This post is based on an article that was previously published in Pennsylvania Heritage, Winter 2020.
Picturing the Pennsylvania home front during World War II might call to mind images of women working in munitions plants or shipyards. Rosie the Riveter, immortalized in a 1942 war work-incentive poster, was said to be inspired by women employed in the Westinghouse East Pittsburgh Works. Outside the factories, however, women also sustained and transformed agriculture, feeding the war effort. Pennsylvania’s agricultural resources and labor force were constantly divided by wartime demands. With nearly 1.25 million Pennsylvanians serving in the U.S. Armed Forces and many more assuming highly paid industrial jobs, women kept Pennsylvania farms running. Thousands joined organizations like the Women’s Land Army and were assigned agricultural jobs or took on new responsibilities on their own family farms.
Unlike factories or shipyards, it was harder to expand fields and livestock quickly. Fertilizer and feed were in low supply and most farm machinery was scarce. Nevertheless, women ran thousands of farms and brought into cultivation more than 600,000 acres that had been bare before the war. After interviewing a group of Pennsylvania Dutch farm women, one impressed reporter dubbed them “shock troops for Uncle Sam in the Battle of Food Production.”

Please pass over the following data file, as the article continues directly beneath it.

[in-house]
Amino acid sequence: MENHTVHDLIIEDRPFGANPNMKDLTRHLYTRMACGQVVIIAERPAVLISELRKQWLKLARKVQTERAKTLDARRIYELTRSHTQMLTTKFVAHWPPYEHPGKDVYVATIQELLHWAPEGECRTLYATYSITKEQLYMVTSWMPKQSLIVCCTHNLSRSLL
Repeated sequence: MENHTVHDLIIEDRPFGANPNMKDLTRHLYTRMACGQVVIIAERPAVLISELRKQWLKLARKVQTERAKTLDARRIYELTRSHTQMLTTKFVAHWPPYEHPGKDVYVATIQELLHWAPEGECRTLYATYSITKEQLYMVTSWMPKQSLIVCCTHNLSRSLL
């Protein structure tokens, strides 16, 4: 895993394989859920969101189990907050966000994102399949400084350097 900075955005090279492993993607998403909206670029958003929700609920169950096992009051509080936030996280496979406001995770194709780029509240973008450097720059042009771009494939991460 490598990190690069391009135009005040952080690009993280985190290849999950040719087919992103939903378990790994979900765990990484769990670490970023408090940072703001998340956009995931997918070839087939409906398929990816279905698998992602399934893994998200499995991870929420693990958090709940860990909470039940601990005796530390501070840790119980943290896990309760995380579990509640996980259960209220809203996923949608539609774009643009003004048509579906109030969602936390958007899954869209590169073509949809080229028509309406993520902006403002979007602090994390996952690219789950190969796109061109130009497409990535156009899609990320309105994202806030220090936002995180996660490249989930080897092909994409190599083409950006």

Many farms stopped raising cash crops and women helped shift agricultural production to vegetables, dairy products, and nonrationed meat like chicken and turkey. Demand for milk especially skyrocketed during the war. Wartime cookbooks encouraged Americans to use milk as a meal substitute for scarce foods needed overseas like wheat, red meat and sugar. Drinking milk was just as patriotic as saving scrap or planting a victory garden.
Thousands of Pennsylvania women entered the dairy industry, working on farms, in bottling plants, and on delivery routes. Ronella Back and Maria Mansell, shown in this 1945 photograph, worked at the Supplee Wills Jones Milk Co. in Philadelphia for the duration of the war. Despite the difficulties in Pennsylvania, production rose to over 73 million gallons of milk annually by the end of the war. It was enough for every Pennsylvanian to have four quarts of milk per week throughout the war years.